- 1827 – The first railroad that carried passengers and freight was created. This was the Baltimore and Ohio railroad.
- 1830 – On Christmas Day, the South Carolina Canal and Railroad company designed the first modern railroad system. This was a mechanical passenger train that was a major turning point in railroad design.
- 1830 to 1835 – Within this five-year time span, dozens of railroads began popping up around the country. These were very small railroad tracks, only a few miles each. However, this was when the interest in railroads skyrocketed and dreams of larger systems grew.
- 1850 – The New York Central Railroad Company was formed. This began merging a dozen smaller railroads and created a single company that expanded the railroad systems.
- 1857 – The federal government began issuing land grants to Illinois. This was to encourage the construction of the Illinois Central railroad. This created one of the largest companies in the nation at the time.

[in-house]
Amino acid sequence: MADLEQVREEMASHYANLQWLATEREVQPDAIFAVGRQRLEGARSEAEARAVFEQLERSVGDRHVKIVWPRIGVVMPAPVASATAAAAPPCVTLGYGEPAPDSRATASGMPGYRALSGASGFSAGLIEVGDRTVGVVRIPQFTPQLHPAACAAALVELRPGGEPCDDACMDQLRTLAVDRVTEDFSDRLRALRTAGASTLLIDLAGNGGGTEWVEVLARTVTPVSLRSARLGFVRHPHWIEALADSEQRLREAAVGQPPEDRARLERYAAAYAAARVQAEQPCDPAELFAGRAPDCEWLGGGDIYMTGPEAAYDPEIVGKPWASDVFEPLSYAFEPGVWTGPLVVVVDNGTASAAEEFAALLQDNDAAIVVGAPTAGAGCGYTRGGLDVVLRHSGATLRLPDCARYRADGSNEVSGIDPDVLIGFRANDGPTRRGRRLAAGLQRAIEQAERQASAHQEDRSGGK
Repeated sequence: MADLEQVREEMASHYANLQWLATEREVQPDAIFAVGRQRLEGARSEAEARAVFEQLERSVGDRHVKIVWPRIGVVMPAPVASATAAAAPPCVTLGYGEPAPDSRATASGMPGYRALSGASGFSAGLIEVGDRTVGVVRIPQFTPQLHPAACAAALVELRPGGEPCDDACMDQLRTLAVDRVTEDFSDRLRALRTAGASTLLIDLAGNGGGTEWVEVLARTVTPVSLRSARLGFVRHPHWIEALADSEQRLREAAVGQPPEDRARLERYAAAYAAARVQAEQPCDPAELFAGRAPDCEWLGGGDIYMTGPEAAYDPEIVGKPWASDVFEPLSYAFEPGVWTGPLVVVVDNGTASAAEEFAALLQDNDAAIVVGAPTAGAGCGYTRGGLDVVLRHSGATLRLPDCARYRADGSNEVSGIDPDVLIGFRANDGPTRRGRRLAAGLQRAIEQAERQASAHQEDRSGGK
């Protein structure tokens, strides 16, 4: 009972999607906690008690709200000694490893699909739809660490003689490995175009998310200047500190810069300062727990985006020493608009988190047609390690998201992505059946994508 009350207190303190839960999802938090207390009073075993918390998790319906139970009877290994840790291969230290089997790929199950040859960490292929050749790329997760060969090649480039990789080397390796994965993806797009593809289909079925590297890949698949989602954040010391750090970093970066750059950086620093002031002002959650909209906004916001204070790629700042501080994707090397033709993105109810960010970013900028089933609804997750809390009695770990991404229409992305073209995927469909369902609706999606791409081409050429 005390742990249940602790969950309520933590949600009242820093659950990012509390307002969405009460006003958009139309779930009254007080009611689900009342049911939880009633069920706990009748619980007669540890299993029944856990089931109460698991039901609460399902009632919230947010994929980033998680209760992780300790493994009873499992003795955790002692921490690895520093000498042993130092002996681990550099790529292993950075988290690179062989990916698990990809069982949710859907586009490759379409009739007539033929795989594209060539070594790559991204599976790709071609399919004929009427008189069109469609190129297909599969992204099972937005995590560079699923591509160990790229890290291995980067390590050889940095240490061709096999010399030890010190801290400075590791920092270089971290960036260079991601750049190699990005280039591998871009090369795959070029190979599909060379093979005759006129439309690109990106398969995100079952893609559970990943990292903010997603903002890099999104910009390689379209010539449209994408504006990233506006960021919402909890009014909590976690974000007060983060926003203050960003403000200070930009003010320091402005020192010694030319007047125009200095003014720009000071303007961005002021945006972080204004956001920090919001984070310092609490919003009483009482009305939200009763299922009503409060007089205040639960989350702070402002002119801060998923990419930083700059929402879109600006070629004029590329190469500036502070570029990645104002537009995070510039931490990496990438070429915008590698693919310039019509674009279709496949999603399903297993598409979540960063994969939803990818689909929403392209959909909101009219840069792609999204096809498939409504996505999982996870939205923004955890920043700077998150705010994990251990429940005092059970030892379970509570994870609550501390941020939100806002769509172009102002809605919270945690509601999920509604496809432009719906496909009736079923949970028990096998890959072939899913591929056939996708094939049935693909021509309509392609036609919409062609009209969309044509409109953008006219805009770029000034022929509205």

- 1869 – There was a dip in railroad construction during the Civil War, but this time of war showed Americans the importance of railroads and the ability to transport goods. After the war, the first transcontinental railroad was constructed. The railroad met in Promontory Point, Utah on May 10th of that year.
- 1900 – Due to the success of the first transcontinental railroad, the federal government issued more land grants and the construction of railroads increased even further. By the early 1900s, there were four more transcontinental railroads connected. This gave the country a vast expansion of railroad options and drastically encouraged city growth.
What are the Impacts of Railroads Today?
For many, railroads seem like a thing of the past, but they are still very beneficial today. While most do not use railroads for transportation purposes, they are still very important for transporting goods and materials. In fact, railroads significantly contribute to our economy each year.
Some of the many ways that railroads are still important to cities and our economy today are:
They Offer Job Opportunities